Migraine-prevention injector now available

Last week, the FDA approved the drug Aimovig for migraine treatment. And Monday, Dr. Lauren Natbony, a neurologist, wrote her first prescription for a patient.

"Before now, there was nothing that would work faster to prevent migraines, meaning decrease their overall frequency over time," Dr. Natbony said. "So we find that very exciting in the headache community."

Amiovig works by blocking the chemical protein in the brain that causes migraines to form. The drug is administered once a month by injection into either the thigh or the upper arm with a device similar to an EpiPen.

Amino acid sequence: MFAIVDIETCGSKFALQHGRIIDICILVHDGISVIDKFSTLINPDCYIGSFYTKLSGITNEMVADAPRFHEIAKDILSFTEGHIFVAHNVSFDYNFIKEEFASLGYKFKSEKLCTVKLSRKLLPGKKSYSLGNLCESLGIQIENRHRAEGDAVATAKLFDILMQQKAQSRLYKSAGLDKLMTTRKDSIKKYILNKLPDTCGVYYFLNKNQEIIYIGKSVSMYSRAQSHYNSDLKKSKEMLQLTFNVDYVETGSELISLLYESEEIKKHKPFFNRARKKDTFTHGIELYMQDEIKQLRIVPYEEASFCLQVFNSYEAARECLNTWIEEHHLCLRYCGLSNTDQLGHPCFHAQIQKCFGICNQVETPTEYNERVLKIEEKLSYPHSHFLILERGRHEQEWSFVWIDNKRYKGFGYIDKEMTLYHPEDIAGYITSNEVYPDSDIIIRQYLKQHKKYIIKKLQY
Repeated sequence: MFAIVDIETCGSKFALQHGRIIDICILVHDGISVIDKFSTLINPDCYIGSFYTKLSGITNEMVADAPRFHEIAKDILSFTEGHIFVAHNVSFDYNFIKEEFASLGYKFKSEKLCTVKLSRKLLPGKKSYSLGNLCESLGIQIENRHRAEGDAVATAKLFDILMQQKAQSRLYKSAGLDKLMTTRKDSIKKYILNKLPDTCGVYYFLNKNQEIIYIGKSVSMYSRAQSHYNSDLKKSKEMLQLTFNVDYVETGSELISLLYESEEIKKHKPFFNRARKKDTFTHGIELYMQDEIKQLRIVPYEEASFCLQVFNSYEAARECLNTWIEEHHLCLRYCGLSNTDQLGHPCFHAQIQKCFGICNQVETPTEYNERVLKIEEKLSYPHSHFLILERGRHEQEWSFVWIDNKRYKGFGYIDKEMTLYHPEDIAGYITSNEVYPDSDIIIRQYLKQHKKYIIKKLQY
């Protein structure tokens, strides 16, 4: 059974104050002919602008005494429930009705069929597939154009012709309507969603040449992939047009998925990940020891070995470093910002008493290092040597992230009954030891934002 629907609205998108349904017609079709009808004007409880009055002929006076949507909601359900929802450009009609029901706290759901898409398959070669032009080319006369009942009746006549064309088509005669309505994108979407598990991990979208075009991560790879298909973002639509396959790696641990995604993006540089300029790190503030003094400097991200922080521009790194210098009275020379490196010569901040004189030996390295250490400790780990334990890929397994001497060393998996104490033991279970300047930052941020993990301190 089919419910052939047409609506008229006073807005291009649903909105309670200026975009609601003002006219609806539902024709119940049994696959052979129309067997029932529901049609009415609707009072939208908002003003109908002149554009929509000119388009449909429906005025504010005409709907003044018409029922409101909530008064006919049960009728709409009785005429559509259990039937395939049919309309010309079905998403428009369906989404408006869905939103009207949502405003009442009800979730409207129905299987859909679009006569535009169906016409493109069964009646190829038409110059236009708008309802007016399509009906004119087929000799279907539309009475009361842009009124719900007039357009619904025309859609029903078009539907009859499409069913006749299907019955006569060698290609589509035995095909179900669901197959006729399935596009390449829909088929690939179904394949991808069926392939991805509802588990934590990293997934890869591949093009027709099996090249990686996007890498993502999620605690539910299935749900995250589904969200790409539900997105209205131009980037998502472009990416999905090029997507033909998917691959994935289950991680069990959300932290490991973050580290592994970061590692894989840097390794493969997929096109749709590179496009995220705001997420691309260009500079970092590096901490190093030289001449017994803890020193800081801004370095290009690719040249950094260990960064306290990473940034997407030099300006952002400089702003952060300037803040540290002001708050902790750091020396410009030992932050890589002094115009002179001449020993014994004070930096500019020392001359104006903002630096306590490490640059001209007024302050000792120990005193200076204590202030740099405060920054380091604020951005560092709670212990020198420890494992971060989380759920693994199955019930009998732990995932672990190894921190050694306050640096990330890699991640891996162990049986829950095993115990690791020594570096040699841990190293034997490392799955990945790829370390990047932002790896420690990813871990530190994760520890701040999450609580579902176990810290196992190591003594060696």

But with excitement comes caution for the millions who suffer from migraines. Aimovig is not a cure. It helps to significantly reduce the frequency of migraines and those symptoms that sufferers say can be unbearable.

The list price of Aimovig is $575 for the monthly dose. That comes to $6,900 per year. A patient's out-of-pocket expense will depend on insurance coverage.

The side effects appear to be minimal.

Still, Dr. Natbony said this is a huge breakthrough in migraine treatment and you should not give up.

"We have a lot in the future of migraine treatment and even now we still have medications that can work," Dr. Natbony said. "And definitely making sure if you're suffering, seeing a headache specialist. Really, you don't have to suffer and you don't have to suffer alone."